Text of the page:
During our earlier debates in this House, I proposed an amendment that was, I should say to the Minister, only narrowly lost. It would have deleted this body from the list of bodies in the Bill that were for the chop, as the noble and learned Lord put it. I was grateful then for the support of the noble and learned Lord, Lord Howe, other noble and learned Lords in this House, and of course the noble Lord, Lord Newton. I do not know whether the noble Lord would agree with me, but one of the disadvantages of our debates on this subject is that the body is in the wrong place alphabetically. The trouble is that because its initial is A, it came at the beginning of a great list of bodies. Therefore, when seeking an amendment whereby this body would be deleted from the schedule of those bodies that were for the chop, we had to have a debate and vote fairly early on in our discussions. With respect to all those who took part, I do not think that the body received the justice it deserved to ensure its continued existence.
The noble Lord, Lord Newton, and the noble and learned Lord, Lord Woolf, have just emphasised the significance and importance of the AJTC and the fact that it should not be abolished because it provides an independent voice on matters which are of tremendous importance to this relatively new set of bodies—we are talking about 50 or 100 years but that is new in the law—which deal with disputes between the individual and the state.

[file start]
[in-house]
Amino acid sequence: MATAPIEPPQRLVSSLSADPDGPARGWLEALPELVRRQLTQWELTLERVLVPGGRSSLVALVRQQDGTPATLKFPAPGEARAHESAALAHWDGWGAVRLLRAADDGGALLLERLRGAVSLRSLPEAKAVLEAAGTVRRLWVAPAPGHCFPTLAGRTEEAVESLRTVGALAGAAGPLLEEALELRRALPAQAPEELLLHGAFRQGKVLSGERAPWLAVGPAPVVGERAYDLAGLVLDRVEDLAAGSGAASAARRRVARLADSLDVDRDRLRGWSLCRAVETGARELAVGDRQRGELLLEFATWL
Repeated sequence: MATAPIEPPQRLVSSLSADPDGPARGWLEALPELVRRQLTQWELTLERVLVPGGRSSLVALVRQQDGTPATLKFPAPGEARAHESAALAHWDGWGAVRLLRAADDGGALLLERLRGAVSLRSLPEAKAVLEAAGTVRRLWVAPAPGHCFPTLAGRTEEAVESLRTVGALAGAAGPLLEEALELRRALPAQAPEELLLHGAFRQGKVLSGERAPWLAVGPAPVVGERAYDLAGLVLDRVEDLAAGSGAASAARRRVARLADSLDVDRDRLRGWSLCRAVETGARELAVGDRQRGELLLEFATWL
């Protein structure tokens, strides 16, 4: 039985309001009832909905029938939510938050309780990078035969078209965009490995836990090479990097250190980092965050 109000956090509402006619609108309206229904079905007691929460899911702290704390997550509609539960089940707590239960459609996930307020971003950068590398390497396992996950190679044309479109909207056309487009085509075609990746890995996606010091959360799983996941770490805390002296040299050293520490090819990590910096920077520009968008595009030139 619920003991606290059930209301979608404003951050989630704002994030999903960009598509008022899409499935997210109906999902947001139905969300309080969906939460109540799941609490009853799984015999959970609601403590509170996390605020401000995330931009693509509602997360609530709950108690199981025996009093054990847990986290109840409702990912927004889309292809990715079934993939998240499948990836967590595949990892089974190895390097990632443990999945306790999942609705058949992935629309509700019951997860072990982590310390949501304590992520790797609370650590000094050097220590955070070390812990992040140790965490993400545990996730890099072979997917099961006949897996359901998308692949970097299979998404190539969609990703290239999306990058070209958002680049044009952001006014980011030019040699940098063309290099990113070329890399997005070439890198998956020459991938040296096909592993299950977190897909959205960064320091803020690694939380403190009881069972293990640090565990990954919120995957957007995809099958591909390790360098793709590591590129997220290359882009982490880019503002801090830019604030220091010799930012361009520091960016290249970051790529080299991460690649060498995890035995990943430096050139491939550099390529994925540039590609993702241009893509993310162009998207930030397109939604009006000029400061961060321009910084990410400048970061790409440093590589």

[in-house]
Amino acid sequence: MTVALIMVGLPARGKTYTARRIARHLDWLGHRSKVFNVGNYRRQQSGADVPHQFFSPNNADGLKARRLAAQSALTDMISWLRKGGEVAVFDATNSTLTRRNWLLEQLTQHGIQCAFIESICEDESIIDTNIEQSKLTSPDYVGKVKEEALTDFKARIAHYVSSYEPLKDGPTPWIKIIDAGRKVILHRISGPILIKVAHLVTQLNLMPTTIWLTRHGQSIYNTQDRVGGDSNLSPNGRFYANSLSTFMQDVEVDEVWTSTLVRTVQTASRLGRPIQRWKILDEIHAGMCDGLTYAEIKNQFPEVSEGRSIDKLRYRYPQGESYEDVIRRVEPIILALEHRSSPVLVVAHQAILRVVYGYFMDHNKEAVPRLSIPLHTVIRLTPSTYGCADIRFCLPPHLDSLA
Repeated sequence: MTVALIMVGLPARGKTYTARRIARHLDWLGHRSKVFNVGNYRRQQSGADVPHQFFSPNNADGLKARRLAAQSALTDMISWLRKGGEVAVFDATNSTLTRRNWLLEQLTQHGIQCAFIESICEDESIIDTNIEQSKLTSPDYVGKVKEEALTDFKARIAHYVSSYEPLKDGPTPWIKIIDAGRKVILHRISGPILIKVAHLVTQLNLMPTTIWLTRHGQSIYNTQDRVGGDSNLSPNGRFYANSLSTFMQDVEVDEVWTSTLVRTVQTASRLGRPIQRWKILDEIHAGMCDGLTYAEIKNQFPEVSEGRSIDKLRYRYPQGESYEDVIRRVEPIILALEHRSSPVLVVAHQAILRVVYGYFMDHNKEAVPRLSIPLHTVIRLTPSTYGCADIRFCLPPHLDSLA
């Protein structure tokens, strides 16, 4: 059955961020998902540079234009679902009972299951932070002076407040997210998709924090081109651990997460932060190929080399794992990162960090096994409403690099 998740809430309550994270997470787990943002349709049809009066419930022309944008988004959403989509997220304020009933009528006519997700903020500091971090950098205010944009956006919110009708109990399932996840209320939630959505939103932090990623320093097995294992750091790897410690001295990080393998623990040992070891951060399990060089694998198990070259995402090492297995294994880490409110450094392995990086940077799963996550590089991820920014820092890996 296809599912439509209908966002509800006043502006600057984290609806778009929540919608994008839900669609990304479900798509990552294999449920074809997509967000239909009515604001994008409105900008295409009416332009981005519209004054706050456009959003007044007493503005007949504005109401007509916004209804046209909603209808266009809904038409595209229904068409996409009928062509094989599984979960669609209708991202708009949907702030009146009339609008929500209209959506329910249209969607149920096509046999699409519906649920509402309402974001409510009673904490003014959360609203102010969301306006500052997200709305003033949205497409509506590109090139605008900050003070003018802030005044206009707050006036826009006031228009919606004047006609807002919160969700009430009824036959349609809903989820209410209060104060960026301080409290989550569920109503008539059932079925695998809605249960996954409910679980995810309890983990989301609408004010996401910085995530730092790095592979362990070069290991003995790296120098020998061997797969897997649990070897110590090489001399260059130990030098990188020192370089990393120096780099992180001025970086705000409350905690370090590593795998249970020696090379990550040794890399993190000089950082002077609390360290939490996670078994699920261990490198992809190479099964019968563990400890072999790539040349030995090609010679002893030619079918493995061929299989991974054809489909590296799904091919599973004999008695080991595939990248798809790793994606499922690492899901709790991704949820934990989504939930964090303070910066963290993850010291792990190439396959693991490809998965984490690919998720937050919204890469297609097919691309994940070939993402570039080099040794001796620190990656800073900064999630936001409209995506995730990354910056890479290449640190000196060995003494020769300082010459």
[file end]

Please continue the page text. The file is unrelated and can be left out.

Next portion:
There is a case to be made for independent advice from a body such as the AJTC, formerly known as the Council on Tribunals, which had a slightly narrower remit. Its significance was that there were practitioners of all kinds who were independent and represented the customer—the ordinary person appearing in these cases. Those practitioners included academic lawyers. I state an interest in that I once was such, but they provided useful input into the Council on Tribunals, in part because they knew something about the ways in which these cases were decided in other countries. Therefore, a knowledge of these matters and how other countries deal with them was brought to bear in the Council on Tribunals.
The noble Lord, Lord Newton, has stated very clearly that, while of course the assistance and guidance of civil servants in the department is invaluable and essential, useful advice can come from elsewhere, especially when it is given not by a narrow group but with each person representing him or herself on a whole range of interests concerning tribunals. Those people come together and discuss the vital maters affecting tribunals, and that will be lost if the AJTC is abolished.